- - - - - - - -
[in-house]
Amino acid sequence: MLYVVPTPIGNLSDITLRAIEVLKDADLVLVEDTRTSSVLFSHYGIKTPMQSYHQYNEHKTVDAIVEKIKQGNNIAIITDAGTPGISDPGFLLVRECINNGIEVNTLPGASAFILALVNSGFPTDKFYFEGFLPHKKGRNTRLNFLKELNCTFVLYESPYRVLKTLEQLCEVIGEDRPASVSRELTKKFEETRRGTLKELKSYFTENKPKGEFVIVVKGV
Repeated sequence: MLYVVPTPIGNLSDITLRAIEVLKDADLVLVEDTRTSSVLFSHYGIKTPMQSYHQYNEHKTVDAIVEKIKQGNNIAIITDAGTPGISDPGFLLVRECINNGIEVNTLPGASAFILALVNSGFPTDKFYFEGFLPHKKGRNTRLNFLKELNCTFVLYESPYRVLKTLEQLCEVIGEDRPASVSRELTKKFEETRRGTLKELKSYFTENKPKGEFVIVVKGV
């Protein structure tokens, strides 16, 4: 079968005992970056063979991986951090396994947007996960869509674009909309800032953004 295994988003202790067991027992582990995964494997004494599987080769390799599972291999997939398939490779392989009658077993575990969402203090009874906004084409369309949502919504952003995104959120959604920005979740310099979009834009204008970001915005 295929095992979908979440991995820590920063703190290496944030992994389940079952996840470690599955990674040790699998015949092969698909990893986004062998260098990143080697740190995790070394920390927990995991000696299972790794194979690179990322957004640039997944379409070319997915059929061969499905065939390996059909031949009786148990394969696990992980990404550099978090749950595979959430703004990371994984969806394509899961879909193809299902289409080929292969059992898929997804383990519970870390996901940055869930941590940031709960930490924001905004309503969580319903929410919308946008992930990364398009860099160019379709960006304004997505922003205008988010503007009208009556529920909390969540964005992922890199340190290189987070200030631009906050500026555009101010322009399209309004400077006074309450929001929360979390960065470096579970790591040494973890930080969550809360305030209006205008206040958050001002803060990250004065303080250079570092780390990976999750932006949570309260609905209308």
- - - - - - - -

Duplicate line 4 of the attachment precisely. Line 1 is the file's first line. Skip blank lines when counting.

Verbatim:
């Protein structure tokens, strides 16, 4: 079968005992970056063979991986951090396994947007996960869509674009909309800032953004 295994988003202790067991027992582990995964494997004494599987080769390799599972291999997939398939490779392989009658077993575990969402203090009874906004084409369309949502919504952003995104959120959604920005979740310099979009834009204008970001915005 295929095992979908979440991995820590920063703190290496944030992994389940079952996840470690599955990674040790699998015949092969698909990893986004062998260098990143080697740190995790070394920390927990995991000696299972790794194979690179990322957004640039997944379409070319997915059929061969499905065939390996059909031949009786148990394969696990992980990404550099978090749950595979959430703004990371994984969806394509899961879909193809299902289409080929292969059992898929997804383990519970870390996901940055869930941590940031709960930490924001905004309503969580319903929410919308946008992930990364398009860099160019379709960006304004997505922003205008988010503007009208009556529920909390969540964005992922890199340190290189987070200030631009906050500026555009101010322009399209309004400077006074309450929001929360979390960065470096579970790591040494973890930080969550809360305030209006205008206040958050001002803060990250004065303080250079570092780390990976999750932006949570309260609905209308």